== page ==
2003-02-06 / Arts & Entertainment

"Lively, But Predictable" Cat-&-Mouse Thriller

AP Entertainment Writer
By Christy LeMire

"Lively, But Predictable" Cat-&-Mouse Thriller


Al Pacino (left) and Colin Farrell co-star as CIA Agents in “The Recruit.” 	         ©Touchstone PicturesAl Pacino (left) and Colin Farrell co-star as CIA Agents in “The Recruit.” ©Touchstone Pictures

By Christy LeMire

AP Entertainment Writer

"The Recruit" does what every good spy movie should do, at least for its first two-thirds: It makes covert operations, in the name of something as stodgy and buttoned-down as patriotism, look sexy and exciting.

It helps a great deal that the film has sexy and exciting co-stars in Colin Farrell and Bridget Moynahan, and we get to enjoy the voyeuristic thrill of watching them endure the rigors at CIA training camp.

As recruits James Clayton and Layla Moore, Farrell and Moynahan learn how to pass a lie detector test, blow up cars and practice surveillance on fellow students — and look great doing it. Even flirting at a bar and bluffing at poker become part of the game.

The veteran spy who discovered them and is grooming them, Walter Burke (Al Pacino), plays plenty of mind games of his own.

At a restaurant, Burke says nonchalantly to James, "Don’t look now, by the bar, we’re being followed." But are they really? And when James is kidnapped and tortured, we don’t know whether it’s real or an elaborate simulation.

Burke also instills in them a timely sense of duty.

"Our cause is just," he says. "Our enemies, everywhere." It’s a line that could have been lifted from President Bush’s State of the Union address this week.

His real mantras though, are "Trust no one" and "Nothing is as it seems."

So it’s not exactly a surprise to discover through a series of increasingly unbelievable double-crosses that the seemingly good people are bad, and vice versa. It took three writers (Roger Towne, Kurt Wimmer and Mitch Glazer) to come up with the big climactic twist, but you could have anticipated it back when Burke found James, who was a hotshot at MIT.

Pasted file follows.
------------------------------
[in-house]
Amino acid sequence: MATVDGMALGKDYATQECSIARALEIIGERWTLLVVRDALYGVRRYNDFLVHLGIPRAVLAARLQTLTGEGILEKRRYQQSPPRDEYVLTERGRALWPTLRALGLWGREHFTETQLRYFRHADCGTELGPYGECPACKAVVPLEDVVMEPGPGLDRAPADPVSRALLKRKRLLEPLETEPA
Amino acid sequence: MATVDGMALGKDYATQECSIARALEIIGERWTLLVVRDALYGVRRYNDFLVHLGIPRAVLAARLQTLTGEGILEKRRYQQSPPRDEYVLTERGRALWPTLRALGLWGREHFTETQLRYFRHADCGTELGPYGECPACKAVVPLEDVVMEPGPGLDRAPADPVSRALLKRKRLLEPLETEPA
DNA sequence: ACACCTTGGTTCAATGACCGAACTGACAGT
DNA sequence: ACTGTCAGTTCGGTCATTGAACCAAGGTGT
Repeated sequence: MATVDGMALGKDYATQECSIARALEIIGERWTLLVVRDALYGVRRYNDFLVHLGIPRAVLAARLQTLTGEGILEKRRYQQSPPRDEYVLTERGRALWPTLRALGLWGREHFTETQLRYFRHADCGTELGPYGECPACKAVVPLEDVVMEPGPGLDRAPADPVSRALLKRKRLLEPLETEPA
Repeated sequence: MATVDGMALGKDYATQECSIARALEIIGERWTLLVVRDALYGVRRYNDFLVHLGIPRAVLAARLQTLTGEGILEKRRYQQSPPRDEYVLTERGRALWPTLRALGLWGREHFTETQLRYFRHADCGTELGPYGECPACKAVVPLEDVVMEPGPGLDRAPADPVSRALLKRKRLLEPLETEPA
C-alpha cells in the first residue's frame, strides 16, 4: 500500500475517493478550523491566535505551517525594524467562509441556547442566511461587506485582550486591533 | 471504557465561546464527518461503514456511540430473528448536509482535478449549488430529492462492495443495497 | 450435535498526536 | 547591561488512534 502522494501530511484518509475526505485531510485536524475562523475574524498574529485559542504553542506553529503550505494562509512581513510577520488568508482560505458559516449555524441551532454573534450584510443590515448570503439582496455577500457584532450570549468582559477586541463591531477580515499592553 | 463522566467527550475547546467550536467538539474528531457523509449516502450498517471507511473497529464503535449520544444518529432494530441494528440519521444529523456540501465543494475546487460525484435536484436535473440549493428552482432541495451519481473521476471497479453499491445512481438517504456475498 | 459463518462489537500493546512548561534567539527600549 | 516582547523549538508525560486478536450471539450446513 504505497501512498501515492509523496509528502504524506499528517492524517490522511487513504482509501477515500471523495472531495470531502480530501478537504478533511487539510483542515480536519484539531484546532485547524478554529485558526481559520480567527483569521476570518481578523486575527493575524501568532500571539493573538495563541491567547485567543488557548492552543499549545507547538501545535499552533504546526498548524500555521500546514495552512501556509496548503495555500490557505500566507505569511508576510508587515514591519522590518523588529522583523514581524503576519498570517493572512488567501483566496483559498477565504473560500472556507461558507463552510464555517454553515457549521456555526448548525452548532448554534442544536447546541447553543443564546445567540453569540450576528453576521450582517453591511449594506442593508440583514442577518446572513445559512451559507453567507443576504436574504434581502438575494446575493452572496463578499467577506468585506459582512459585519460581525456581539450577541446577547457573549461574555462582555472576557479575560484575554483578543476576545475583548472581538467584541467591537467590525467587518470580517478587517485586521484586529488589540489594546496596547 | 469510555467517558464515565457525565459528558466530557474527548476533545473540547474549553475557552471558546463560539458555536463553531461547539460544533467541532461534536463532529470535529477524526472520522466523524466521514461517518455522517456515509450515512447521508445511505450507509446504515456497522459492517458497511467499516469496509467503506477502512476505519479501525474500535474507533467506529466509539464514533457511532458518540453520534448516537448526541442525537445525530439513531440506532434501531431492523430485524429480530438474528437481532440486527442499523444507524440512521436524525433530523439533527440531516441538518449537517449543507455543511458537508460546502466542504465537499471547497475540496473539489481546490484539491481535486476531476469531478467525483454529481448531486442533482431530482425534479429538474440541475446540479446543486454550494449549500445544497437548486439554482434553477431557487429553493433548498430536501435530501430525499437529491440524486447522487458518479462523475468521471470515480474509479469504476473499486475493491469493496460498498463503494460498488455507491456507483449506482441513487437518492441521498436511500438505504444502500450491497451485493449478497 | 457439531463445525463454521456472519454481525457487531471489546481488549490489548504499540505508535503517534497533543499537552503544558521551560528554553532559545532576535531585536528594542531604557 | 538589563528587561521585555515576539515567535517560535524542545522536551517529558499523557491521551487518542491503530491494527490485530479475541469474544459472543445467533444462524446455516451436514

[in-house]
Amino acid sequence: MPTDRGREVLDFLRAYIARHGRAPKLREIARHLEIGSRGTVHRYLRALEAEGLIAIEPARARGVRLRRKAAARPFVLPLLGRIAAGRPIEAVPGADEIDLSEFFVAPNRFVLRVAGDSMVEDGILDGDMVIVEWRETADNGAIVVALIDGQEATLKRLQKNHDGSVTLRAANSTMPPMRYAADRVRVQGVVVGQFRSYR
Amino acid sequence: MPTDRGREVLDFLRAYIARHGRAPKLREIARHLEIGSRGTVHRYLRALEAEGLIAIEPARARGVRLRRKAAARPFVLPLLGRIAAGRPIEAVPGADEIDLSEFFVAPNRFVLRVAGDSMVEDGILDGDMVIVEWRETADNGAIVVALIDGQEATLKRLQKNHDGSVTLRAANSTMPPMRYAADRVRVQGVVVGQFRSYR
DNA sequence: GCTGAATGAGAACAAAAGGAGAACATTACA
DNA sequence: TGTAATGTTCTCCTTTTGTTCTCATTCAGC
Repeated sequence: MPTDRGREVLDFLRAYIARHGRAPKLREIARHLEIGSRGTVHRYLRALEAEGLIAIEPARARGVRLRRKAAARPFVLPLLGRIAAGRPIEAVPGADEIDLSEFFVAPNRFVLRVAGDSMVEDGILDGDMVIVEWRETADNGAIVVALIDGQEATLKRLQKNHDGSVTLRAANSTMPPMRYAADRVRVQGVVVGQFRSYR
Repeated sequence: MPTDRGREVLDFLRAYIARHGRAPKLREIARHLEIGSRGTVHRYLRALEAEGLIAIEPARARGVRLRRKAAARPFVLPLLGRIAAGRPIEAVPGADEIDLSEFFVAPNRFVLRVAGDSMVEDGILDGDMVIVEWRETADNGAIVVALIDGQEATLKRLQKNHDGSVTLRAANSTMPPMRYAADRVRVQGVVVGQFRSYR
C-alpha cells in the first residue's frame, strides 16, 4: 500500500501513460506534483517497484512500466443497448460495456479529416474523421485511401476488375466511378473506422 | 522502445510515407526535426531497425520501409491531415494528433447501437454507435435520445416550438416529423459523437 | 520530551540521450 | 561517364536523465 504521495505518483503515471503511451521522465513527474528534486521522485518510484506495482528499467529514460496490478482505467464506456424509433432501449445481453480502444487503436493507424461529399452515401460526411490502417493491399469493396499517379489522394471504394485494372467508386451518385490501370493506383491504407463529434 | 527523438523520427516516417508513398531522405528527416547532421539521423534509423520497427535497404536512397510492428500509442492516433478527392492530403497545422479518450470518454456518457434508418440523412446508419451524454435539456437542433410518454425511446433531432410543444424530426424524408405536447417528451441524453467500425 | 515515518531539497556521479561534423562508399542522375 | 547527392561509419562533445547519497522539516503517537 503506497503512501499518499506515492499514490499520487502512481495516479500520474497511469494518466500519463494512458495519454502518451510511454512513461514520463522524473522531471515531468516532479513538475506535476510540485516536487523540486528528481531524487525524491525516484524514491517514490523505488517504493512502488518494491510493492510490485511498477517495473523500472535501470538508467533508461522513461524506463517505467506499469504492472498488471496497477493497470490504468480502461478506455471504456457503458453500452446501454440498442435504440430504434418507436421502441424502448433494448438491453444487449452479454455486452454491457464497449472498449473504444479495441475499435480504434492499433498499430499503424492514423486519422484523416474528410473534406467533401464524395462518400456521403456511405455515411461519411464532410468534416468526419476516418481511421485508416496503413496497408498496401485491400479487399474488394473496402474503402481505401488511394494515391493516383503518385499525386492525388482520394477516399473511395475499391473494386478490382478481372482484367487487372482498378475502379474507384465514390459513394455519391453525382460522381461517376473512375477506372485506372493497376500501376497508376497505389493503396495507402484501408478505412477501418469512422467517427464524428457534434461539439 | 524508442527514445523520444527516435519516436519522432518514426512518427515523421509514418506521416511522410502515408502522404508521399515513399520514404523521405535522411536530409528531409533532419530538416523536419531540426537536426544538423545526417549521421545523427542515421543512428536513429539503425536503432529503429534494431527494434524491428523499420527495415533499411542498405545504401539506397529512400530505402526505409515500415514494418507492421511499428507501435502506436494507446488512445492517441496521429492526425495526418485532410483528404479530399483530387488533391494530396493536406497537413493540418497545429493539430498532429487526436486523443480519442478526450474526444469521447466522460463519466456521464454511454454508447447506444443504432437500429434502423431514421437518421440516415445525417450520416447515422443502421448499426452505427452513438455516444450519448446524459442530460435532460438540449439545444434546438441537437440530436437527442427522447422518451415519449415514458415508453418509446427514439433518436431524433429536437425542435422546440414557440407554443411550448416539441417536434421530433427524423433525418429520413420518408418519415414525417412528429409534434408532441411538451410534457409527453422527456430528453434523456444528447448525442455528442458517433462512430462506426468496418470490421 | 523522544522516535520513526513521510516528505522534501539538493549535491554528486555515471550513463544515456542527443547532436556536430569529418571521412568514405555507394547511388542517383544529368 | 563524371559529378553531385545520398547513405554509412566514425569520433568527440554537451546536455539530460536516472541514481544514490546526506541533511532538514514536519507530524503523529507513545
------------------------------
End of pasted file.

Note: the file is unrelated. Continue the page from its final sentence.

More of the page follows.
Burke tells James that he suspects Layla is a mole, and sends him to find out what she’s after and who she’s working with. James and Layla had an instant attraction for each other, so Burke figures it shouldn’t be too hard for James to seduce her to accomplish his mission.

He also dangles nuggets of information about James’ father, who died in a plane crash in Peru in 1990, and may have been a spy himself.

James is torn — Layla’s hot, and he kinda likes her — but decides duty to country is more important.

Director Roger Donaldson seems comfortable in this political-thriller territory, having already walked Washington’s halls at the Pentagon (1987’s "No Way Out") and the White House (2000’s "Thirteen Days").

Donaldson keeps the cat-and-mouse game lively — if predictable — until the very end, when Pacino goes on a seemingly endless tirade. It’s the kind he’s become known for in such films as "...And Justice for All" and "Any Given Sunday," and it’s become such a staple of his repertoire, it’s rendered him a caricature of himself.

But Farrell proves again he can hold his own against anyone — period — from Tom Cruise in "Minority Report" to Bruce Willis in "Hart’s War" to Pacino here.

And he has a ton of chemistry with Moynahan, who didn’t get nearly enough to do as Ben Affleck’s girlfriend in "The Sum of All Fears" or as John Cusack’s fiancee in "Serendipity." Here, she finally has a co-star who’s gorgeous and can act.

"The Recruit" is rated PG-13 for violence, sexuality and language. Running time: 115 minutes.


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